As mentioned in the previous post, there was yet another event before the main event and the blitz tournament in Zurich, and that's the exhibition game between tournament sponsor Oleg Skvortsov and Viswanathan Anand. Skvortsov is a pretty strong player in his own right, as an amateur, and he pushed Anand to do something special. You can read all about it here, in this week's column.
Entries in Viswanathan Anand (140)
For Hikaru Nakamura to overtake Wesley So in the overall Grand Chess Tour standings, a lot of things would have had to go right for him in today's round and in the final round tomorrow, but having drawn his game with Levon Aronian and with So having held against Fabiano Caruana, that ship has sailed. So has won the overall tour and the accompanying $100,000 bonus. By drawing with Caruana, who was and still is the only player within half a point of him, he is in a great position to win the London Chess Classic as well.
So and Aronian had the black pieces, and both were very well-prepared in the openings, equalizing fully and drawing easily. Two other games were drawn, but with more drama.
Vladimir Kramnik gave 1.e4 another punt, something he's been doing a fair amount lately, and Anish Giri played the Najdorf. The last two rounds saw Black get blown away in the Delayed Poisoned Pawn variation, but Kramnik played 6.g3 and went for a purely positional approach. Giri did his best to spice the game up, even giving up a piece for a few pawns. The game finished peacefully, but not from a want of effort or because the game lacked interest.
Maxime Vachier-Lagrave continued his streak of unsuccessful openings, this time against Michael Adams. Adams equalized with Black pretty easily in a 4.d3 Berlin, and event obtained the advantage. To hold, MVL wisely gave up a pawn to reach a rook and four pawns vs. rook and three pawns ending, with all the pawns on the same side.
Finally, Veselin Topalov managed yet another loss; his present score is one out of eight. (Granted, that's still one point more than almost everyone reading this would score, but for Topalov it's a disaster - he has lost almost 27 rating points and has fallen out of the top 18 in the world for the first time in more than two decades.) Today's suffering came at the hands of his conquerer in their 2010 World Championship match, Viswanathan Anand. Anand was ready with a great new idea in a major line of the 5.Bf4 Queen's Gambit Declined: 12...b5! Soon White was in serious trouble, but as has happened more than once in the tournament, Anand let his advantage slip away. Fortunately for him, but not for his snakebitten opponent, White's position remained precarious, and Topalov made further errors and lost. (The games are here, unannotated except for Topalov-Anand. That game has enough analysis to make up for the other four, and then some.)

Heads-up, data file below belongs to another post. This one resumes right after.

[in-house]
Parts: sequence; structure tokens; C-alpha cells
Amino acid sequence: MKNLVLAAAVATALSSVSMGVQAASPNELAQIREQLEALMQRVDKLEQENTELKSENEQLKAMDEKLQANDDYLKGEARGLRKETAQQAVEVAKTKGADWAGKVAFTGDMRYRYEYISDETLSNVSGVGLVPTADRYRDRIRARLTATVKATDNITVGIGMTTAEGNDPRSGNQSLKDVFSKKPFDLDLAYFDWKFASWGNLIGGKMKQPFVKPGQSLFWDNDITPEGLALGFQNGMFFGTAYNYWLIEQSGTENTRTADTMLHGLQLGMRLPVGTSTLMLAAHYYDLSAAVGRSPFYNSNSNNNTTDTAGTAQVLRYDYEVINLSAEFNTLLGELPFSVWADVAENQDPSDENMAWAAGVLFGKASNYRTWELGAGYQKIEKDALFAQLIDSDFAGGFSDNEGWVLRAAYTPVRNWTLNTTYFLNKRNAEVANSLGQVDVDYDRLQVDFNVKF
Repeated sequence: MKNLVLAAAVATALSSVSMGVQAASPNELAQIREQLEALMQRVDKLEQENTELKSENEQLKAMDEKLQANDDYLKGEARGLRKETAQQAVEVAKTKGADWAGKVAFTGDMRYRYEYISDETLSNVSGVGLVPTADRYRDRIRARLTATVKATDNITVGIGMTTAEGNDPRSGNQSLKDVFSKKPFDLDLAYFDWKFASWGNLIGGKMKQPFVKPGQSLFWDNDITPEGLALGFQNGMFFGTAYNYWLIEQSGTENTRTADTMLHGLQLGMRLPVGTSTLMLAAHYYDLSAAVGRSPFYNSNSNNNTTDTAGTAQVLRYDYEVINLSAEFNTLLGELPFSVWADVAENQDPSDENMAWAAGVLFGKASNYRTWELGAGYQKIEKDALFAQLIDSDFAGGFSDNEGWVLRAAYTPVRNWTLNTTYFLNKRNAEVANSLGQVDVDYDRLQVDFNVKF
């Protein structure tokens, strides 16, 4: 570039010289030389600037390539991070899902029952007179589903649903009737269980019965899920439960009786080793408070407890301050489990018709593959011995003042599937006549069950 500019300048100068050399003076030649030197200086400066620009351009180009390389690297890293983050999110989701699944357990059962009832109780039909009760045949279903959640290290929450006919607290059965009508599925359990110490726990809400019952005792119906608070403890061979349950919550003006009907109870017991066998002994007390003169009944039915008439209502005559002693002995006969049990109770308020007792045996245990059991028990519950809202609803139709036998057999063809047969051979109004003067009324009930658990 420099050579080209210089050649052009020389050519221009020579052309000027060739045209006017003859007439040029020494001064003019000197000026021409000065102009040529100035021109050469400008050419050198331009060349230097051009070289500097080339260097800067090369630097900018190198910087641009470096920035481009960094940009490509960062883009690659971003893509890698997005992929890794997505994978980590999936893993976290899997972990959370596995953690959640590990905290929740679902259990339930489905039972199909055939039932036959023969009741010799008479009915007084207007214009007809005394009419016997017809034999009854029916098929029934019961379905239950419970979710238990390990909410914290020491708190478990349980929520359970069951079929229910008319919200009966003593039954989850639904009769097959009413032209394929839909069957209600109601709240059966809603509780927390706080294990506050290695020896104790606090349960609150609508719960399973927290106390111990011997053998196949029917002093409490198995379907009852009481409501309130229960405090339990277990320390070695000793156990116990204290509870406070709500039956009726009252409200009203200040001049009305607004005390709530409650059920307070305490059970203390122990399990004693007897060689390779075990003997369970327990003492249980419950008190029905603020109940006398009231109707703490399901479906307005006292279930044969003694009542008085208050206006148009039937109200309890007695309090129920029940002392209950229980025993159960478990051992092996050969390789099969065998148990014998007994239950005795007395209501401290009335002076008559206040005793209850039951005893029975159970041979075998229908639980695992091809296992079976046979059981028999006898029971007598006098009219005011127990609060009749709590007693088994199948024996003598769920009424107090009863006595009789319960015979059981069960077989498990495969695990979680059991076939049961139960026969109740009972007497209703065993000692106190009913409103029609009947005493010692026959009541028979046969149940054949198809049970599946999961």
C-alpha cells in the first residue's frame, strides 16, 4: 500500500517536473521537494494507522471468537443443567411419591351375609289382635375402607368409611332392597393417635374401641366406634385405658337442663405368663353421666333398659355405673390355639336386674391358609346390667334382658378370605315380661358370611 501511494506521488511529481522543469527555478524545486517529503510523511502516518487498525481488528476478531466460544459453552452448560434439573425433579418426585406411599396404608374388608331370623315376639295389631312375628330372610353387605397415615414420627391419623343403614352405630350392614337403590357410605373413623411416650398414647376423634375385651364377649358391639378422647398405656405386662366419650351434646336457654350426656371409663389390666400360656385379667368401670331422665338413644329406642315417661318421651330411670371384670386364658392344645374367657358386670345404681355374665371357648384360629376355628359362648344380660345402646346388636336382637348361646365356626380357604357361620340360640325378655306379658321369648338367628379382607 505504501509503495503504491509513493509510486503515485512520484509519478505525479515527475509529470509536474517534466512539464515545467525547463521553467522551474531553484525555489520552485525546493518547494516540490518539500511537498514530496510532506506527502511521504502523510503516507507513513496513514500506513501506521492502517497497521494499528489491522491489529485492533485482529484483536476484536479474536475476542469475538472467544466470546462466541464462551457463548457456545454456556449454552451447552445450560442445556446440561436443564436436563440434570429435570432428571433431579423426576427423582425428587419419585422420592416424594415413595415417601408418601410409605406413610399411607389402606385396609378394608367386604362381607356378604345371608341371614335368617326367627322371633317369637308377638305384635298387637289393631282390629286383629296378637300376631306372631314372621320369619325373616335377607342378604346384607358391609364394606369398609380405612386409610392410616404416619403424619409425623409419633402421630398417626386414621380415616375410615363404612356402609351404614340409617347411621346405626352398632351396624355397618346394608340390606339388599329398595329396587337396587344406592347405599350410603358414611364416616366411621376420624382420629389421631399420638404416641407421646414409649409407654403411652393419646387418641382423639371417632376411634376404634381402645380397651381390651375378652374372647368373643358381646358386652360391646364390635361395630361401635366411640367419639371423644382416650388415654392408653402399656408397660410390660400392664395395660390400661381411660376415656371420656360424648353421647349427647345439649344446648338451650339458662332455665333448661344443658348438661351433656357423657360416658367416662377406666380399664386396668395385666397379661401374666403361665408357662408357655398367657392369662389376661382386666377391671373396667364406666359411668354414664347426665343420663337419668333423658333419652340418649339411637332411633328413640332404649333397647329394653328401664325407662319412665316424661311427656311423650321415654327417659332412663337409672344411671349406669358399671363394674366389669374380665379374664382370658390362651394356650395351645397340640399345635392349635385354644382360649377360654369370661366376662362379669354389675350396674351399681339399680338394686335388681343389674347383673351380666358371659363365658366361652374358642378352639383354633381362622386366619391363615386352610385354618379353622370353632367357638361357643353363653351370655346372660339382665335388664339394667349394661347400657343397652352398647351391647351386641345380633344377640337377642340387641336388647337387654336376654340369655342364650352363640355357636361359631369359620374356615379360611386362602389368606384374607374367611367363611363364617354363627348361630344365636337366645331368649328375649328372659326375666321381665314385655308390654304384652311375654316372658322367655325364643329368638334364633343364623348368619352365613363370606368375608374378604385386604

Here are the last round pairings:
- Aronian (4) - Topalov (1)
- Anand (4.5) - Kramnik (4.5)
- Giri (4) - Caruana (5)
- So (5.5) - Vachier-Lagrave (3.5)
- Adams (3.5) - Nakamura (4.5)
It was another exciting round, with three decisive games and not a single 1.e4 e5 snorefest.
The game of the round was a thriller between Veselin Topalov and Fabiano Caruana, an Advance French that went back and forth a few times before Caruana turned the tables one last time with the brilliant 36...Re8. It has been rumored that if he - Caruana - manages a +4 score in the tournament that he will overtake Magnus Carlsen for the #1 spot on the rating list. That seems wrong, but he would at least get very close to him on the list. Right now he is within 14 points, the nearest anyone has been to Carlsen in a very long time.
Another bit of big news on the rating list is that Wesley So has become the 12th player in history to achieve a FIDE rating of 2800, though for now it's only on the live list, where he is 2803.2. He defeated Mickey Adams to notch his second win of the tournament, and as a result he's in clear first. For Adams, it was his second straight defeat, and like yesterday he blundered at the end of the time control; a bit less egregiously in today's game, but not by much.
The third winner was Viswanathan Anand, who was unafraid of Maxime Vachier-Lagrave and his Najdorf. With some nice preparation Anand came out of the opening with a serious advantage, and while he may not have prosecuted this advantage in the best possible way MVL's position was always difficult, and a blunder on move 29 sealed his fate.